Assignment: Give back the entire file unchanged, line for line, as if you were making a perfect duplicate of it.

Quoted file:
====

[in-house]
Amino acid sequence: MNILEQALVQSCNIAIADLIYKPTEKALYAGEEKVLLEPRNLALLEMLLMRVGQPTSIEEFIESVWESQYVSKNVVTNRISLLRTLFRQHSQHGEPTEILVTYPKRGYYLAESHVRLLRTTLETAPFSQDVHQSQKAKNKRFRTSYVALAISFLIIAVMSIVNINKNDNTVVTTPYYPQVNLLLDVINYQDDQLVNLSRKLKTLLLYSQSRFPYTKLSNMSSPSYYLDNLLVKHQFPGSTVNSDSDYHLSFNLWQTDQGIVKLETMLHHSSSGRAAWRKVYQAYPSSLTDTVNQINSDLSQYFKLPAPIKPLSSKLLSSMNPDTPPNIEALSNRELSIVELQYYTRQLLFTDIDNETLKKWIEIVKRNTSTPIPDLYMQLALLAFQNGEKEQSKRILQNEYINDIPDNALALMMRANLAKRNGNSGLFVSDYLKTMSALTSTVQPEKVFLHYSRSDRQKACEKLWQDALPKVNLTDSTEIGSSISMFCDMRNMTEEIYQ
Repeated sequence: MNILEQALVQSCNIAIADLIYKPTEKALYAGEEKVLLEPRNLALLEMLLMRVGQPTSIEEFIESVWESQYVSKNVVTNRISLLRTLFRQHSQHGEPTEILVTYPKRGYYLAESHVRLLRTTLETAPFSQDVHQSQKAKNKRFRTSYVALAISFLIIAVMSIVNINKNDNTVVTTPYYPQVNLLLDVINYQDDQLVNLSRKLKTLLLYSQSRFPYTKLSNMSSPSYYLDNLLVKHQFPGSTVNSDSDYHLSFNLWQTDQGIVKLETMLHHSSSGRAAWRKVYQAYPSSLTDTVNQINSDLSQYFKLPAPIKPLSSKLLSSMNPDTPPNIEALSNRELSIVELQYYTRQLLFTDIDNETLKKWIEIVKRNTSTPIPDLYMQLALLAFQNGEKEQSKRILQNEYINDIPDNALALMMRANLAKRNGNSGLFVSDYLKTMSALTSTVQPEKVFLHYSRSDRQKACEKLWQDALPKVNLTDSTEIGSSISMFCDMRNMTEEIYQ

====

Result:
[in-house]
Amino acid sequence: MNILEQALVQSCNIAIADLIYKPTEKALYAGEEKVLLEPRNLALLEMLLMRVGQPTSIEEFIESVWESQYVSKNVVTNRISLLRTLFRQHSQHGEPTEILVTYPKRGYYLAESHVRLLRTTLETAPFSQDVHQSQKAKNKRFRTSYVALAISFLIIAVMSIVNINKNDNTVVTTPYYPQVNLLLDVINYQDDQLVNLSRKLKTLLLYSQSRFPYTKLSNMSSPSYYLDNLLVKHQFPGSTVNSDSDYHLSFNLWQTDQGIVKLETMLHHSSSGRAAWRKVYQAYPSSLTDTVNQINSDLSQYFKLPAPIKPLSSKLLSSMNPDTPPNIEALSNRELSIVELQYYTRQLLFTDIDNETLKKWIEIVKRNTSTPIPDLYMQLALLAFQNGEKEQSKRILQNEYINDIPDNALALMMRANLAKRNGNSGLFVSDYLKTMSALTSTVQPEKVFLHYSRSDRQKACEKLWQDALPKVNLTDSTEIGSSISMFCDMRNMTEEIYQ
Repeated sequence: MNILEQALVQSCNIAIADLIYKPTEKALYAGEEKVLLEPRNLALLEMLLMRVGQPTSIEEFIESVWESQYVSKNVVTNRISLLRTLFRQHSQHGEPTEILVTYPKRGYYLAESHVRLLRTTLETAPFSQDVHQSQKAKNKRFRTSYVALAISFLIIAVMSIVNINKNDNTVVTTPYYPQVNLLLDVINYQDDQLVNLSRKLKTLLLYSQSRFPYTKLSNMSSPSYYLDNLLVKHQFPGSTVNSDSDYHLSFNLWQTDQGIVKLETMLHHSSSGRAAWRKVYQAYPSSLTDTVNQINSDLSQYFKLPAPIKPLSSKLLSSMNPDTPPNIEALSNRELSIVELQYYTRQLLFTDIDNETLKKWIEIVKRNTSTPIPDLYMQLALLAFQNGEKEQSKRILQNEYINDIPDNALALMMRANLAKRNGNSGLFVSDYLKTMSALTSTVQPEKVFLHYSRSDRQKACEKLWQDALPKVNLTDSTEIGSSISMFCDMRNMTEEIYQ